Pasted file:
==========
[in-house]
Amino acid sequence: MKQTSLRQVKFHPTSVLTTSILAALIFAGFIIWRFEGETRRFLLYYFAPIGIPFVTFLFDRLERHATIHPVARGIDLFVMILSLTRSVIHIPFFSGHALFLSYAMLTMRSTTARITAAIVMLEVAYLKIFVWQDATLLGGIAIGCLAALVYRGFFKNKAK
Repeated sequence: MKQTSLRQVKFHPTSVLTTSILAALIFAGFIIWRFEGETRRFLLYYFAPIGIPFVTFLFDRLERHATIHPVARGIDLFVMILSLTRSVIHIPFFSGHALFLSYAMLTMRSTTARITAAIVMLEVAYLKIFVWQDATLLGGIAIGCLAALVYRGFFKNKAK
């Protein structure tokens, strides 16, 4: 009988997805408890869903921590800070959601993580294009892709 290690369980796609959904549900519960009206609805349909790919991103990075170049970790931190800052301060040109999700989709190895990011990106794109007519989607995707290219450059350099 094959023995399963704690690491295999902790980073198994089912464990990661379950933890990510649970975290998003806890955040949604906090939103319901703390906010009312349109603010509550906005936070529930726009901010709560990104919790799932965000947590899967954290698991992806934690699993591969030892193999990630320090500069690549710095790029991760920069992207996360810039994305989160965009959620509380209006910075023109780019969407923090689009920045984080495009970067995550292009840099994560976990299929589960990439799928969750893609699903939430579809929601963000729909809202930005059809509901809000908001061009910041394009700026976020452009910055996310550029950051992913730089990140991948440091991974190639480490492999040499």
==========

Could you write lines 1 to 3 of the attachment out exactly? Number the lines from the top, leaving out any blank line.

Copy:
[in-house]
Amino acid sequence: MKQTSLRQVKFHPTSVLTTSILAALIFAGFIIWRFEGETRRFLLYYFAPIGIPFVTFLFDRLERHATIHPVARGIDLFVMILSLTRSVIHIPFFSGHALFLSYAMLTMRSTTARITAAIVMLEVAYLKIFVWQDATLLGGIAIGCLAALVYRGFFKNKAK
Repeated sequence: MKQTSLRQVKFHPTSVLTTSILAALIFAGFIIWRFEGETRRFLLYYFAPIGIPFVTFLFDRLERHATIHPVARGIDLFVMILSLTRSVIHIPFFSGHALFLSYAMLTMRSTTARITAAIVMLEVAYLKIFVWQDATLLGGIAIGCLAALVYRGFFKNKAK